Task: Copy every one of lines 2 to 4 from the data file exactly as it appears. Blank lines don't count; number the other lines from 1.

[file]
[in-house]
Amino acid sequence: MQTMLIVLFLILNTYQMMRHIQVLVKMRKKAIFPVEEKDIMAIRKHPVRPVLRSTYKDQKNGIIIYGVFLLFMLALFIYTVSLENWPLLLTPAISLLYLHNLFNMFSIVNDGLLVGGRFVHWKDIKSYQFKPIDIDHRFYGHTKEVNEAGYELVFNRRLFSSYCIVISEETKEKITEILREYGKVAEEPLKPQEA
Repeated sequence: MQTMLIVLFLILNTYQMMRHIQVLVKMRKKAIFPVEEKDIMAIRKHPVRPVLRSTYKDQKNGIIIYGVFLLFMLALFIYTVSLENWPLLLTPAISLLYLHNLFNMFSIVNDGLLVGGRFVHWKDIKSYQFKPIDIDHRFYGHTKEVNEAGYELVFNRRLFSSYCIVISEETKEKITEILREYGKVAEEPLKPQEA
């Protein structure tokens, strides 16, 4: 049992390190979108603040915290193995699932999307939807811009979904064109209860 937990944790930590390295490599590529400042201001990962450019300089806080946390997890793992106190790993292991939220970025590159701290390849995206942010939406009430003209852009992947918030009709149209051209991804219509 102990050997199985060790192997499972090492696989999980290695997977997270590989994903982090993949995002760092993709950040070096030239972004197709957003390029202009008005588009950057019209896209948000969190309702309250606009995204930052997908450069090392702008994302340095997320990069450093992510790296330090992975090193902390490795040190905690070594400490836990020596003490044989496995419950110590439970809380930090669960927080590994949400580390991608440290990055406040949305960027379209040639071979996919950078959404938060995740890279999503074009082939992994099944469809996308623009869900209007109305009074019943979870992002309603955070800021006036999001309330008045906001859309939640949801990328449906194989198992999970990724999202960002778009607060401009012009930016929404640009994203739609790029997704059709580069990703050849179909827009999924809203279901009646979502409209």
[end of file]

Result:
Amino acid sequence: MQTMLIVLFLILNTYQMMRHIQVLVKMRKKAIFPVEEKDIMAIRKHPVRPVLRSTYKDQKNGIIIYGVFLLFMLALFIYTVSLENWPLLLTPAISLLYLHNLFNMFSIVNDGLLVGGRFVHWKDIKSYQFKPIDIDHRFYGHTKEVNEAGYELVFNRRLFSSYCIVISEETKEKITEILREYGKVAEEPLKPQEA
Repeated sequence: MQTMLIVLFLILNTYQMMRHIQVLVKMRKKAIFPVEEKDIMAIRKHPVRPVLRSTYKDQKNGIIIYGVFLLFMLALFIYTVSLENWPLLLTPAISLLYLHNLFNMFSIVNDGLLVGGRFVHWKDIKSYQFKPIDIDHRFYGHTKEVNEAGYELVFNRRLFSSYCIVISEETKEKITEILREYGKVAEEPLKPQEA
């Protein structure tokens, strides 16, 4: 049992390190979108603040915290193995699932999307939807811009979904064109209860 937990944790930590390295490599590529400042201001990962450019300089806080946390997890793992106190790993292991939220970025590159701290390849995206942010939406009430003209852009992947918030009709149209051209991804219509 102990050997199985060790192997499972090492696989999980290695997977997270590989994903982090993949995002760092993709950040070096030239972004197709957003390029202009008005588009950057019209896209948000969190309702309250606009995204930052997908450069090392702008994302340095997320990069450093992510790296330090992975090193902390490795040190905690070594400490836990020596003490044989496995419950110590439970809380930090669960927080590994949400580390991608440290990055406040949305960027379209040639071979996919950078959404938060995740890279999503074009082939992994099944469809996308623009869900209007109305009074019943979870992002309603955070800021006036999001309330008045906001859309939640949801990328449906194989198992999970990724999202960002778009607060401009012009930016929404640009994203739609790029997704059709580069990703050849179909827009999924809203279901009646979502409209």